By 2025, 1 in 5 workers will be over the age of 55. As this generation of workers retires, there will be an estimated shortfall of 20 million workers over the next 20 years. To avoid this drought, employers will need to recruit and embrace diversity in the workforce. There is no doubt.
It’s a Matter of Mindset
Companies must encourage retiree-age employees to remain on board and transfer skills to the next generation. Too many employers forget that the void in experience that retirees will leave. Instead, they focus on hiring new and newly graduated employees which, while they bring new ideas and new ways of doing things, will not have the years of accumulated knowledge and experience that retirees have.
I do highly recommend hiring new employees; however, you need to have a solid transition plan and recognize the value of investing in training to maintain essentials skills. This experience anchor balances workplace creativity and innovation.
Four generations working side-by-side
Never before has there been a workforce and workplace so diverse in race, gender, and ethnicity. All have unique experiences and attributes which influence their attitudes towards work. These differences can be attributed to individual factors, such as levels of experience, levels of financial and family commitments, depth of personal development, political awareness, and emotional maturity.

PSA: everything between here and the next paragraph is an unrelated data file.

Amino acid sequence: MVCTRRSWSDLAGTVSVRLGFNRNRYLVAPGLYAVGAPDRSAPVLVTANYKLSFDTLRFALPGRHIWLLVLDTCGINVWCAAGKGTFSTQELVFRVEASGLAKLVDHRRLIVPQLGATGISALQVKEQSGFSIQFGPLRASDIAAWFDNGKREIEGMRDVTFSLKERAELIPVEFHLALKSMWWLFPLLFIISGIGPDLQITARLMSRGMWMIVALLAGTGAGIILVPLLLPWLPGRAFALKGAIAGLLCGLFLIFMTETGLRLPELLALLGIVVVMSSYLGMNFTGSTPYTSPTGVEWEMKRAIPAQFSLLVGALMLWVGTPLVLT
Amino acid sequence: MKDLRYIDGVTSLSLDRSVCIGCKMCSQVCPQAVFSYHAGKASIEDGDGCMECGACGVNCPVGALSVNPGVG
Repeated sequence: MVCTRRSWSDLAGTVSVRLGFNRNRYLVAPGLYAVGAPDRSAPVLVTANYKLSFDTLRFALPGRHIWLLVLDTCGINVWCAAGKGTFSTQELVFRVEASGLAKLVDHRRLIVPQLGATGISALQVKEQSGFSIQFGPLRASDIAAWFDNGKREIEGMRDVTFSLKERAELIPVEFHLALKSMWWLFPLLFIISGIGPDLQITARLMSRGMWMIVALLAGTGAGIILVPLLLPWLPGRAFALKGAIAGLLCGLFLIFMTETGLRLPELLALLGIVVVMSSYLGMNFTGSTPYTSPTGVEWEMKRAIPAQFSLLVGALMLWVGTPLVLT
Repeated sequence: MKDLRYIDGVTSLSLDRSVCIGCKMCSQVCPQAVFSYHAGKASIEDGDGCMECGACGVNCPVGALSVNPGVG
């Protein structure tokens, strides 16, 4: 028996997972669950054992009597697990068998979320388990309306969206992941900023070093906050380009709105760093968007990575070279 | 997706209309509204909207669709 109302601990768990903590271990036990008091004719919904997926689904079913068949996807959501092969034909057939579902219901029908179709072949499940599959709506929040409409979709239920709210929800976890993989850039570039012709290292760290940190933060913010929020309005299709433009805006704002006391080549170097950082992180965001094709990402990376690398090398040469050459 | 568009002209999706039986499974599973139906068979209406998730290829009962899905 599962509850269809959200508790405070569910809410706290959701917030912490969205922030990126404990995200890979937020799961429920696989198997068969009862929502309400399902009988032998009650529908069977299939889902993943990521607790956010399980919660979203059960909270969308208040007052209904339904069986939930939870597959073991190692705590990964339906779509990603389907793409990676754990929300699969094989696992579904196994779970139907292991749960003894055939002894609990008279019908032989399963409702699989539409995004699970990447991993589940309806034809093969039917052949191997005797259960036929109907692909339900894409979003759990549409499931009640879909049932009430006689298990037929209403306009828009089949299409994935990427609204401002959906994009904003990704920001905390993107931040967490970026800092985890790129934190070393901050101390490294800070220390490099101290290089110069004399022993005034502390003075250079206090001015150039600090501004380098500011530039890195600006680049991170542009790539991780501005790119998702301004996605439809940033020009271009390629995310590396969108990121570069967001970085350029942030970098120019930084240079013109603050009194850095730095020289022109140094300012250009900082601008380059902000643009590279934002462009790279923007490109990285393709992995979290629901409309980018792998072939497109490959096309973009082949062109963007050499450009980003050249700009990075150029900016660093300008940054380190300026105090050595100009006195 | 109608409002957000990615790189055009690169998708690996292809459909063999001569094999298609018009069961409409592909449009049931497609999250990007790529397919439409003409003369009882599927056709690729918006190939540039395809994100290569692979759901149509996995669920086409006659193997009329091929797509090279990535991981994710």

But employees of all generations have one thing in common: They need to work for a company they can rely on. Trust is essential, no matter the age.
Let me share some recruitment tricks you can use to hire a multigenerational workforce:
- Find out what motivates them
- Find out what would cause them to leave the organization
- Treat them as they want to be treated
- People work for people not a company
- Hire the best person for the job
- Equip people with the necessary skills
If you’re not already faced with this situation, you definitely will be. Understanding the reality of the new workforce is the first step to embracing it. However it’s only a start. The next step is to understand each generation and cater to what’s important to them. The more you seek to know each generation better, the more your organization will be able to step up to the plate and recognize the value of this new diversity to your business growth.